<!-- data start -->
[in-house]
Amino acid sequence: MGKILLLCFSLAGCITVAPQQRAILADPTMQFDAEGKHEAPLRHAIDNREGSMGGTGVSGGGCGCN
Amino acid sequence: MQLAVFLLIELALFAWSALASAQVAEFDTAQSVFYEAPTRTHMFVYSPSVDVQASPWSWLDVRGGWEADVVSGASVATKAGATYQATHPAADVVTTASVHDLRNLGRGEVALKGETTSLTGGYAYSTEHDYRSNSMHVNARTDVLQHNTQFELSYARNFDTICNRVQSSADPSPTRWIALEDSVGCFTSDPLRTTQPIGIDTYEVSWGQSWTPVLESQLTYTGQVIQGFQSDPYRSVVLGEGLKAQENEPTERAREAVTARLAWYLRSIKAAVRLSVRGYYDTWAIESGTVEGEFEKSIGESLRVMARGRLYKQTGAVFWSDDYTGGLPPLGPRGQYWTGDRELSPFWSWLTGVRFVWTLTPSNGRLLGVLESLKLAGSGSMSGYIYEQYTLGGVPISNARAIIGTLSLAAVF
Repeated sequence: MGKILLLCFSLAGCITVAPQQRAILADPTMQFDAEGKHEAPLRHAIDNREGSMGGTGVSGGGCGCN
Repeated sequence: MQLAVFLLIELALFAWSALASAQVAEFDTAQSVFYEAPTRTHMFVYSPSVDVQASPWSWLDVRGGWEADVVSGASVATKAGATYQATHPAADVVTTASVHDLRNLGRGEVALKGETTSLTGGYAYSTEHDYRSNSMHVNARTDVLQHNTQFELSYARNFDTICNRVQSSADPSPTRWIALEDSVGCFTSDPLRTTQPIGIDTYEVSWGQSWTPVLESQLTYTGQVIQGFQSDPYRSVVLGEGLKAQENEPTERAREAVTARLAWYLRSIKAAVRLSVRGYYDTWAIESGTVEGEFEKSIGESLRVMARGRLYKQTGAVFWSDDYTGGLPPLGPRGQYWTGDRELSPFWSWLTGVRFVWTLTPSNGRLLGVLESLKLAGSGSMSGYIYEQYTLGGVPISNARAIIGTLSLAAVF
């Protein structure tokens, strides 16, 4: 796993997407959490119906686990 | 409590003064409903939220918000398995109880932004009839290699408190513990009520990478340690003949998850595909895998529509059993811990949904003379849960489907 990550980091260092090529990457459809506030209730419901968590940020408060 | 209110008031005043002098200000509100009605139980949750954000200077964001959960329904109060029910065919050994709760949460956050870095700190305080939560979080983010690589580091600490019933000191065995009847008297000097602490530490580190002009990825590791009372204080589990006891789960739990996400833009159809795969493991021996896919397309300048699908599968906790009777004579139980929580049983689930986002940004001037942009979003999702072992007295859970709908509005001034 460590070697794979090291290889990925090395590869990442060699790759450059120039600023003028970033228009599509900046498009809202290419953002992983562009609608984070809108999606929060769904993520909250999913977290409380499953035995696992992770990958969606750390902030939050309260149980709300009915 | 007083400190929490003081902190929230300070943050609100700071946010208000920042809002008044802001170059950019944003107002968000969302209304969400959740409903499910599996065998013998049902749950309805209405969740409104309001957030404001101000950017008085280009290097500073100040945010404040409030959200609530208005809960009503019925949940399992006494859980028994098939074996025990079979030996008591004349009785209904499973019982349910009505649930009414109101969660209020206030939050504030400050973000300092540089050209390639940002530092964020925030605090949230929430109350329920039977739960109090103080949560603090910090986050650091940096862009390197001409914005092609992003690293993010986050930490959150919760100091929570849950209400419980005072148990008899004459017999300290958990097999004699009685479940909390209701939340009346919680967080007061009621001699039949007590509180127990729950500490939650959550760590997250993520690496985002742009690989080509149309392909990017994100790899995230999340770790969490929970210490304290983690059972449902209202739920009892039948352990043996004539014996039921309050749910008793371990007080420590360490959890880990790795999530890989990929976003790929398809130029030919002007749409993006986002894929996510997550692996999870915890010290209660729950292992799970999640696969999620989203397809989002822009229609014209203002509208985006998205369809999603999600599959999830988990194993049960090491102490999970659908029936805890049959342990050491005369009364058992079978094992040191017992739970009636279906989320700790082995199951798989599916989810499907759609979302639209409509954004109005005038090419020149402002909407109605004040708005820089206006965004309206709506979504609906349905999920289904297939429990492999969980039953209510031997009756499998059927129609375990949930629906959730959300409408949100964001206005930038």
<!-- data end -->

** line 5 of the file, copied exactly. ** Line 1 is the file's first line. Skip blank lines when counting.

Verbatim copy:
Repeated sequence: MQLAVFLLIELALFAWSALASAQVAEFDTAQSVFYEAPTRTHMFVYSPSVDVQASPWSWLDVRGGWEADVVSGASVATKAGATYQATHPAADVVTTASVHDLRNLGRGEVALKGETTSLTGGYAYSTEHDYRSNSMHVNARTDVLQHNTQFELSYARNFDTICNRVQSSADPSPTRWIALEDSVGCFTSDPLRTTQPIGIDTYEVSWGQSWTPVLESQLTYTGQVIQGFQSDPYRSVVLGEGLKAQENEPTERAREAVTARLAWYLRSIKAAVRLSVRGYYDTWAIESGTVEGEFEKSIGESLRVMARGRLYKQTGAVFWSDDYTGGLPPLGPRGQYWTGDRELSPFWSWLTGVRFVWTLTPSNGRLLGVLESLKLAGSGSMSGYIYEQYTLGGVPISNARAIIGTLSLAAVF